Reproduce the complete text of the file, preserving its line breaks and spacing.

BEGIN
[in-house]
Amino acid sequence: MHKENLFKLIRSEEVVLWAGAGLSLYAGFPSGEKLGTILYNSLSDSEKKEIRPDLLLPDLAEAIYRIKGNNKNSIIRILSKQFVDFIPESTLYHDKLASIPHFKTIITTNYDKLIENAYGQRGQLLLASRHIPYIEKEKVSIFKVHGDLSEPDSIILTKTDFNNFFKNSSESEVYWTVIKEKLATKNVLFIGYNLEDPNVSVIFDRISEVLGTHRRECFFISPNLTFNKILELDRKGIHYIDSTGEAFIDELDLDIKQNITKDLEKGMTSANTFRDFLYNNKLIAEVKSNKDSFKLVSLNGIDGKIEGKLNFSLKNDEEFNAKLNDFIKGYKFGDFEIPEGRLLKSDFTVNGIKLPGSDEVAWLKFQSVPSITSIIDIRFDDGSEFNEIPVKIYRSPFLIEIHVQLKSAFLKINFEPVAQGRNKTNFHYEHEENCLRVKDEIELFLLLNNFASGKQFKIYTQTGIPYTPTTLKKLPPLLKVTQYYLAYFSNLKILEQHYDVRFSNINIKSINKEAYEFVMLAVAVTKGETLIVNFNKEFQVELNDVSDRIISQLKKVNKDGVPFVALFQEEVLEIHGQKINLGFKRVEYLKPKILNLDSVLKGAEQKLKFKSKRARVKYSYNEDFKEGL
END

[in-house]
Amino acid sequence: MHKENLFKLIRSEEVVLWAGAGLSLYAGFPSGEKLGTILYNSLSDSEKKEIRPDLLLPDLAEAIYRIKGNNKNSIIRILSKQFVDFIPESTLYHDKLASIPHFKTIITTNYDKLIENAYGQRGQLLLASRHIPYIEKEKVSIFKVHGDLSEPDSIILTKTDFNNFFKNSSESEVYWTVIKEKLATKNVLFIGYNLEDPNVSVIFDRISEVLGTHRRECFFISPNLTFNKILELDRKGIHYIDSTGEAFIDELDLDIKQNITKDLEKGMTSANTFRDFLYNNKLIAEVKSNKDSFKLVSLNGIDGKIEGKLNFSLKNDEEFNAKLNDFIKGYKFGDFEIPEGRLLKSDFTVNGIKLPGSDEVAWLKFQSVPSITSIIDIRFDDGSEFNEIPVKIYRSPFLIEIHVQLKSAFLKINFEPVAQGRNKTNFHYEHEENCLRVKDEIELFLLLNNFASGKQFKIYTQTGIPYTPTTLKKLPPLLKVTQYYLAYFSNLKILEQHYDVRFSNINIKSINKEAYEFVMLAVAVTKGETLIVNFNKEFQVELNDVSDRIISQLKKVNKDGVPFVALFQEEVLEIHGQKINLGFKRVEYLKPKILNLDSVLKGAEQKLKFKSKRARVKYSYNEDFKEGL